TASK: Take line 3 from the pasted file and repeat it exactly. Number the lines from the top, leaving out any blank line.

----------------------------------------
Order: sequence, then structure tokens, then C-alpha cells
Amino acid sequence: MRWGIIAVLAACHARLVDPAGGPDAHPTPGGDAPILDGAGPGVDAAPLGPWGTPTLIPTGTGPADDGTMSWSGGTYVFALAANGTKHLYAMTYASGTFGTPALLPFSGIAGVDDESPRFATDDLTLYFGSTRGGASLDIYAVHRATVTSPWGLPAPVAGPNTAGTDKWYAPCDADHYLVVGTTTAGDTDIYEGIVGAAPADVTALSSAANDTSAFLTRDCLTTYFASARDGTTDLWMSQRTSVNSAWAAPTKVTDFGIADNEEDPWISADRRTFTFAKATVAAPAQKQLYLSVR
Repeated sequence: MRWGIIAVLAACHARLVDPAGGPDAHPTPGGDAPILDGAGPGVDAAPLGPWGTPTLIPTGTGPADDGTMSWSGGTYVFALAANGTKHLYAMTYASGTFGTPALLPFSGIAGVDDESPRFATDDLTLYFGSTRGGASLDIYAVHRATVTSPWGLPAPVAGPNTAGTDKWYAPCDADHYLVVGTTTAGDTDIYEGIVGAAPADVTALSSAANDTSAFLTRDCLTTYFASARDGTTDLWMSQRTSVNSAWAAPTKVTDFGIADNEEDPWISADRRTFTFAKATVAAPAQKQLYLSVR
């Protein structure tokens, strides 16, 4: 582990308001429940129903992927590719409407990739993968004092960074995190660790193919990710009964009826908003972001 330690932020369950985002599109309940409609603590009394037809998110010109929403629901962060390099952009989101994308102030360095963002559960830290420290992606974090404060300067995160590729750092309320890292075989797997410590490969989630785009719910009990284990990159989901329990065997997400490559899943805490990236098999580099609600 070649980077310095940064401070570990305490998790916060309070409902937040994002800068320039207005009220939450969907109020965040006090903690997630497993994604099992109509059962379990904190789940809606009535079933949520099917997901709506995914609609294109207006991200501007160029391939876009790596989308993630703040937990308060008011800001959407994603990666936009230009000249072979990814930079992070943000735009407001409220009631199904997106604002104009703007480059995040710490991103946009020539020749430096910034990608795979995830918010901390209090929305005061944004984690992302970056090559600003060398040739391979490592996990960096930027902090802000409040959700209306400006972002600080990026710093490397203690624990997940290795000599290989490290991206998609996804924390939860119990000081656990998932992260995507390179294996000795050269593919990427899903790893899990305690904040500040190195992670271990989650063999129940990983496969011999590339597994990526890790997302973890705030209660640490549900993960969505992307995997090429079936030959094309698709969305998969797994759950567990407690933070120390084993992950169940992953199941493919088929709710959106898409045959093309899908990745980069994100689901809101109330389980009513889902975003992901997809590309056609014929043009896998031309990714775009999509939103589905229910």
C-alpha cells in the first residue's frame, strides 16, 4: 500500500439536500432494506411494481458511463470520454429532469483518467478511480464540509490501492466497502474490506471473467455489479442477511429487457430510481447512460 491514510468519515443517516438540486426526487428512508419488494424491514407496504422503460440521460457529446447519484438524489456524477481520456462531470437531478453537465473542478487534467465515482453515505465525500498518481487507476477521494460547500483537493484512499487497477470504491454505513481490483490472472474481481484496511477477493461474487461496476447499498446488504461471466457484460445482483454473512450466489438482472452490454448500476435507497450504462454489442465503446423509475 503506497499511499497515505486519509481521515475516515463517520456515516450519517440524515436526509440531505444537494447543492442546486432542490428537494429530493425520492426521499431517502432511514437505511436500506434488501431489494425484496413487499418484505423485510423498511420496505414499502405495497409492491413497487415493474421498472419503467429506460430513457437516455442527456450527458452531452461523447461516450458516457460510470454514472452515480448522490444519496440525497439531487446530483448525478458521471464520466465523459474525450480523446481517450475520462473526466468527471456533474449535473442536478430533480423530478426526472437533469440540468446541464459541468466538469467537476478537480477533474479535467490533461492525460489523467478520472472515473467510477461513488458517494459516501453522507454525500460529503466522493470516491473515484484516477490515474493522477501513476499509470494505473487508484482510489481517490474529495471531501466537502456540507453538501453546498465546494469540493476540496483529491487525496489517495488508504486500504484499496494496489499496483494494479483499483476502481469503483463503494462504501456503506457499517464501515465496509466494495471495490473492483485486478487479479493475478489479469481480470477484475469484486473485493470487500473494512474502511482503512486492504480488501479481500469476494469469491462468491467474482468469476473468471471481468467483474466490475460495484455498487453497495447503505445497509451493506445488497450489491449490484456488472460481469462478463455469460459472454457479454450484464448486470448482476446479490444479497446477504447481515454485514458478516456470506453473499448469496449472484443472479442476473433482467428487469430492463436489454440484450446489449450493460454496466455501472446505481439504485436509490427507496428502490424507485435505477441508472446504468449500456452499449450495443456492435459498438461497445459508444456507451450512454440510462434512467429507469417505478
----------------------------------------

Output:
Repeated sequence: MRWGIIAVLAACHARLVDPAGGPDAHPTPGGDAPILDGAGPGVDAAPLGPWGTPTLIPTGTGPADDGTMSWSGGTYVFALAANGTKHLYAMTYASGTFGTPALLPFSGIAGVDDESPRFATDDLTLYFGSTRGGASLDIYAVHRATVTSPWGLPAPVAGPNTAGTDKWYAPCDADHYLVVGTTTAGDTDIYEGIVGAAPADVTALSSAANDTSAFLTRDCLTTYFASARDGTTDLWMSQRTSVNSAWAAPTKVTDFGIADNEEDPWISADRRTFTFAKATVAAPAQKQLYLSVR